We located our new B&B-which was one in a line of row houses, but no one was home. Lacking a cell phone with which to call the suggested number, we decided to explore some of the town and come back later.

My Rick Steves’ guidebook recommended the York Castle Museum. Let me just take a moment to say how much BETTER this book is than the lousy Lonely Planet ones I’ve been using until now. It is SO much more interesting, user friendly as an e-book, fun to read, and accurate. I LOVE Rick Steves!!

The museum sounded really cool, so we decided to splurge and check it out. Crossing the bridge into the city center, we parked in a lot alongside a small castle and near the museum.

The museum was just OK-but not great and not really worth the high ticket price.

There were rooms set up as typical English houses from different periods, an exhibit on old farm equipment, another on WWI, and one on the 60s and flower power.

The coolest part was the replica of a night time Victorian street-through which, we were able to stroll. The last part of the museum told of its long history serving as a jail. We ventured through the cramped and damp cells. The walls served as screens for a projection playing reenactments of the most infamous prisoners.

A Prisoner!!
Back in the car, we returned to the B&B to be greeted by the friendly owner. Most of the house was still privately used by her family, but we were shown upstairs to our spacious and bright room.

We put our feet up and I sifted through the pamphlets of information provided in our room.

I’m obsessed with English History and have always had a fascination with the War of the Roses, the Plantagenet Family, and the later Tudor Family. I’m definitely a York Loyalist and I thought York was SURELY (I mean, Edward OF York??) a town of the York family, but was disappointed to learn York had supported the Lancasters. BOO!! HISS!! #nerdalert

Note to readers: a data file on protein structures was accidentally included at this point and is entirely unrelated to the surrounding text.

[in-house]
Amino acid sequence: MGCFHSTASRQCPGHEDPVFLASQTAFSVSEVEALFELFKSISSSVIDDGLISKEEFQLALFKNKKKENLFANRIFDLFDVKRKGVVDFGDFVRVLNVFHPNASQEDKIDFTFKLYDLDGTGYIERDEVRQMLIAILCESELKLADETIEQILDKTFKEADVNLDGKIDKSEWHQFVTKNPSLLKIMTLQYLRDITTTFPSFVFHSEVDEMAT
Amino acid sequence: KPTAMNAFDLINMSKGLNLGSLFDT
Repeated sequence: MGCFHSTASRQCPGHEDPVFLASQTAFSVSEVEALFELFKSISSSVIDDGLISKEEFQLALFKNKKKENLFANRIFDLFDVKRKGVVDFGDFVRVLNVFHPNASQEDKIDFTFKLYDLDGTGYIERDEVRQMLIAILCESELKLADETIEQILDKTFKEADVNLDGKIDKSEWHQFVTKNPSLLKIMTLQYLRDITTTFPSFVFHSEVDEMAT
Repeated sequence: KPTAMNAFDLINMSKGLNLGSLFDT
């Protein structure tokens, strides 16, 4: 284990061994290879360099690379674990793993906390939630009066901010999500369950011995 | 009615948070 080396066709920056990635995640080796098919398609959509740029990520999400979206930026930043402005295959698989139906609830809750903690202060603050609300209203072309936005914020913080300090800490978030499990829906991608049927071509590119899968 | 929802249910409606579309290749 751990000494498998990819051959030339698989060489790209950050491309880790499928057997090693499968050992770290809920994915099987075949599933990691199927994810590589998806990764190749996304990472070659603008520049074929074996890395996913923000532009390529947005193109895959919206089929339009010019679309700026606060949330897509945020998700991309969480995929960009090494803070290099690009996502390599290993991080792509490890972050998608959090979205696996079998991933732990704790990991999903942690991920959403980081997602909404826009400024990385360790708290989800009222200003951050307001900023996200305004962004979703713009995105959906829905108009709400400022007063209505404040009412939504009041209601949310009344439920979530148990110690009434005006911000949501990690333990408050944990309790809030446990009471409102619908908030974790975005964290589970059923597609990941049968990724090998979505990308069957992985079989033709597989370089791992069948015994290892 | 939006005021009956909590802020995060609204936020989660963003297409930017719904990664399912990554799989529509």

One of the pamphlets recommended a walk on the perimeter wall of the city, so off we went to explore.

The top of the wall was reached by a staircase and we were soon walking along the ancient stone wall. It was SO cool and the views were incredible. :)

Feeling like medieval soldiers, we followed the wall for some time and came down near the river into the city center.

We walked along the streets loaded with restaurants, pubs, and a brewery. We passed York’s magnificent and famous cathedral (The Minster) and wandered down The Shambles-the charming, old butcher’s district. Walking down this street was like stepping back in time.

I toyed with the idea of doing a ghost tour, but we didn’t. In retrospect, I wish we had…or at least caught the nightly free city tour. We crossed back over the river and returned to near our B&B to have some cider in a pub. I don’t remember the name of this cider, but it was TERRIBLE and warm.

These were all over. What do they mean??
We got what was touted to be the BEST (a lofty exclamation) fish & chips in England. It was served with mushy peas and was delicious.

We returned to the room…ready for what the next day would bring. :)